Fury vs Whyte: The Full Story

As Tyson Fury gets ready to defend his World Heavyweight belt against Dillian Whyte in the biggest British bout in history, we take a closer look at what's at stake

It’s been nearly four years since Tyson Fury boxed in the UK. Back then it was a big story that he was in the ring at all, a former champion who’d had it all but had let it all slip through his hands. Then he went to America and shocked the world again.  

On April 23, Fury, 33, returns to defend his WBC heavyweight title against fellow Brit Dillian Whyte at Wembley Stadium. The fight, which takes place on St George’s Day, is set to be the biggest all-English heavyweight fight in history.  

The rivalry between Fury and Whyte goes back years. Whyte, also 33, believes he has Fury’s number. But the unbeaten Fury is confident in the knowledge that he is one of the greatest heavyweights to have lived.   

“It has been a while,” Fury said. “I have been out and conquered America, won the belt and became a massive pay-per-view star.  

“Now it is time give the fans a well-earned fight at home. The fans deserve to see me back on home soil.”  

Fury Vs Whyte: The Press Conference | Ticketmaster UK

These are big days for British heavyweight boxing. Not that long ago, Britain was the land of the “horizontal heavyweight”, such was the lack of success of boxers from these shores against the best from across the Atlantic.  

For nearly a century, the only British hold on the world heavyweight title was Bob Fitzsimmons, who was born in Cornwall, moved to New Zealand aged nine and was a United States citizen by the time he won the world heavyweight title in 1897.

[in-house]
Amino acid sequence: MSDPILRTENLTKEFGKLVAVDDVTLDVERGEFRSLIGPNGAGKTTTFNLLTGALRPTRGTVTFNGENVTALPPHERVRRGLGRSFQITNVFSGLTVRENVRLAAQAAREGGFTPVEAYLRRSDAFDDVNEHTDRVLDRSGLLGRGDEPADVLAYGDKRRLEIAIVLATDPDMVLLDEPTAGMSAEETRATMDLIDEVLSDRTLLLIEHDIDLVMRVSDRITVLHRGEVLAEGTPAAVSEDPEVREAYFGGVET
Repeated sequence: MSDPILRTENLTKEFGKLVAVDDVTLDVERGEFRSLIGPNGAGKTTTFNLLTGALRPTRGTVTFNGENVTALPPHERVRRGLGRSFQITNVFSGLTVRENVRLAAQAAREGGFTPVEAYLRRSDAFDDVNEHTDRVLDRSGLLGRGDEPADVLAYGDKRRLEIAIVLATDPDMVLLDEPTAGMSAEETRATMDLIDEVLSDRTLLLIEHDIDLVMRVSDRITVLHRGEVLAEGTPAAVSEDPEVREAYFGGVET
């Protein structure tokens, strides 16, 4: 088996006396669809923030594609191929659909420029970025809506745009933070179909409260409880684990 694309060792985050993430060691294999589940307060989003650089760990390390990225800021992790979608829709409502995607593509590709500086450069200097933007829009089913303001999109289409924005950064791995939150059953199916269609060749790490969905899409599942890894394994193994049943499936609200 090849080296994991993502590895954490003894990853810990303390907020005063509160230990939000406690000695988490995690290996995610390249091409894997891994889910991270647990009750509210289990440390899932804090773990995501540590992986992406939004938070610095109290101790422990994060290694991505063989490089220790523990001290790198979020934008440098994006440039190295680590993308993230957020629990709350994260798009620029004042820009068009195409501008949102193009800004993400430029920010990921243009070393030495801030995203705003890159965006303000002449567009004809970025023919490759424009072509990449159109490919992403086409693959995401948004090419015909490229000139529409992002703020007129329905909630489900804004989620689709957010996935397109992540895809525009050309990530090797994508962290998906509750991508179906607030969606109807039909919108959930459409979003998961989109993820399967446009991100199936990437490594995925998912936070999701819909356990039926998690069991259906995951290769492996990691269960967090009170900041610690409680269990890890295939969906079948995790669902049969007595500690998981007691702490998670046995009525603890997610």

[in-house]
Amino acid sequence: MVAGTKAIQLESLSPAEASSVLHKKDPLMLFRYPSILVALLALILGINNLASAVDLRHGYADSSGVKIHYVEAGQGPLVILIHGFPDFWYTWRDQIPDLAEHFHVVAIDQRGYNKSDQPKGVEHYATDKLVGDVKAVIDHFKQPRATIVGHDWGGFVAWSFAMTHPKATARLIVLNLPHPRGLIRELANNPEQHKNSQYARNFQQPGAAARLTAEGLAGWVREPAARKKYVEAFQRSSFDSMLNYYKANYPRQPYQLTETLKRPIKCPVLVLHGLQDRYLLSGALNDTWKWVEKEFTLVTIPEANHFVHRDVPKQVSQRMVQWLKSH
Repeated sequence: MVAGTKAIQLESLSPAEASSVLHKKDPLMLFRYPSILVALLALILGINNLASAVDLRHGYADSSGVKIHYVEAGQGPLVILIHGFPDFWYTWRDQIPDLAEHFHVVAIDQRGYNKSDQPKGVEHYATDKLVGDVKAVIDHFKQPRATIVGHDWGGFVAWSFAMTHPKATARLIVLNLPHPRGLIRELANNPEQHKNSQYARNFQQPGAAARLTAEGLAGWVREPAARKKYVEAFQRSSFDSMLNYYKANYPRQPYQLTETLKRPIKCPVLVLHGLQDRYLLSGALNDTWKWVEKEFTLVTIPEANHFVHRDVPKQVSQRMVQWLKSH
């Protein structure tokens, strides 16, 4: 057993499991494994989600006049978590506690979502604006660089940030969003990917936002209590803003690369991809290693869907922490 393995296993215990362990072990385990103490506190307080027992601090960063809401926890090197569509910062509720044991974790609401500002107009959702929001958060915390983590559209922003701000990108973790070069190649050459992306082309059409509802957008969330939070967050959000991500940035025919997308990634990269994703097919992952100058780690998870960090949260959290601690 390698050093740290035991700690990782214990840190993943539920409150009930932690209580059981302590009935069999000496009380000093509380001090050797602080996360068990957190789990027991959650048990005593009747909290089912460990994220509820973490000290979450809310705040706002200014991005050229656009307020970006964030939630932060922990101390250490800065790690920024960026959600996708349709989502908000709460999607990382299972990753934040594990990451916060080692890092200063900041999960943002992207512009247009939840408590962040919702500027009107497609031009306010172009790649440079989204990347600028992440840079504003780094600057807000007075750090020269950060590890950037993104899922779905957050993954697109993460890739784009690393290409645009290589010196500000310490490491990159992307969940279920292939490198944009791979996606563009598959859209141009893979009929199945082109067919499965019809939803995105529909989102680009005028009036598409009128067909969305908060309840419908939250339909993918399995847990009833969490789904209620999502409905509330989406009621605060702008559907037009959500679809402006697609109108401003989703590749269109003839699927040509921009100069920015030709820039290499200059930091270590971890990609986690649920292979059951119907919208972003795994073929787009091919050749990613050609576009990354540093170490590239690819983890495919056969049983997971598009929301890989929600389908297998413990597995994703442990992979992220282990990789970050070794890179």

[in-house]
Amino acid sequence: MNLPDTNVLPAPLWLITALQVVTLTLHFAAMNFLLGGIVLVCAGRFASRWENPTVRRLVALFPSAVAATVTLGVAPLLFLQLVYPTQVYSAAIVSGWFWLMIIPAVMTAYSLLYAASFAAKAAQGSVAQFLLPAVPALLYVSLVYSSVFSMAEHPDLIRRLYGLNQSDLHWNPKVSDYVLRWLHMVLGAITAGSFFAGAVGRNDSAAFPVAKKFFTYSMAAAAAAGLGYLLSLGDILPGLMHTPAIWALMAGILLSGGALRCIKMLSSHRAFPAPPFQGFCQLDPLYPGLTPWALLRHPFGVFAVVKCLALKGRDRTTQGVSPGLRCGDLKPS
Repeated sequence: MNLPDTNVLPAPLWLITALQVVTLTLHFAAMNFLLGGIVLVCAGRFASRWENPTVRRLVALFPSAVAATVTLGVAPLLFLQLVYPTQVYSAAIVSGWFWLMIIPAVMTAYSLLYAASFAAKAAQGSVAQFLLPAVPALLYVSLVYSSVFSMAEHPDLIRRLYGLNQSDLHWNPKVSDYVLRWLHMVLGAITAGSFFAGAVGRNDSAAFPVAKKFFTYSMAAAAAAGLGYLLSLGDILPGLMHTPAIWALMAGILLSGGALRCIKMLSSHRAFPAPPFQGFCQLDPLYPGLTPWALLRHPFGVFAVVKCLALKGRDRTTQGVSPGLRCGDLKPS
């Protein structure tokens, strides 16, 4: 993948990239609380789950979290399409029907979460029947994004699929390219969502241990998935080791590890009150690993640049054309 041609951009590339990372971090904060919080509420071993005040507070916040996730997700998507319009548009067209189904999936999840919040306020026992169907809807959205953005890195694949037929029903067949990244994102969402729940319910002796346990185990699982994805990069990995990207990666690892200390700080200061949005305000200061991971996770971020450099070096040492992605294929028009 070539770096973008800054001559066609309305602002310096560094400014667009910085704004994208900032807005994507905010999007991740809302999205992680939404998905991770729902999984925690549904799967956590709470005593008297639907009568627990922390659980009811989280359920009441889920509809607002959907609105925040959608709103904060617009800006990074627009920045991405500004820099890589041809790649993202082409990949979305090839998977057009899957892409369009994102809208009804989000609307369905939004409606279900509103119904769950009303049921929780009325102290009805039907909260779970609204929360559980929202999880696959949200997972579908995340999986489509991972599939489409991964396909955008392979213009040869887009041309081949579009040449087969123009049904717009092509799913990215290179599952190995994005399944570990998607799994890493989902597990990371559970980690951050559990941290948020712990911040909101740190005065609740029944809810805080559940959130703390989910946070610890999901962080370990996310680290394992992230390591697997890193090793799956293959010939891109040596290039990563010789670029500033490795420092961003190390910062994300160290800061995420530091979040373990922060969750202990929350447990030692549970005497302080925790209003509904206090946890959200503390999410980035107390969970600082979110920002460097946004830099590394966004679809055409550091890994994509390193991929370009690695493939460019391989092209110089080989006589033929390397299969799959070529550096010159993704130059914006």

But now the balance of power has shifted. This shift began with Lennox Lewis in 1992, and since then Michael Bentt, Herbie Hide, Frank Bruno, Henry Akinwande, David Haye, Fury and Anthony Joshua have all had a claim on the world heavyweight championship.  

All-British world heavyweight title fights aren’t a complete novelty, but they are rare. Lewis boxed Bruno at the old National Stadium in Cardiff in 1993, and later beat Akinwande in 1997. Akinwande beat out Scott Welch the same year, and Haye defended his WBA title against Audley Harrison in Manchester in 2010 in a fight best forgotten.  

Lewis vs Bruno would be comfortably the pick of those, although Lewis was nowhere near the legend he would go on to become, and Bruno, while something of a national treasure, had failed in two previous world title shots against Tim Witherspoon and Mike Tyson. He was stopped by Lewis and would finally beat Oliver McCall to win the title two years later.  

Fury vs Whyte is up there with that fight, if not on a higher stage. Fury has earned his spot as the world’s No.1 heavyweight. He won the WBA, WBO and IBF titles by beating longtime champion Wladimir Klitschko in Dusseldorf in 2015 before stepping out of the ring for three years. In that time his life took a darker turn, and publications gleefully wrote about how he had veered “off the rails”.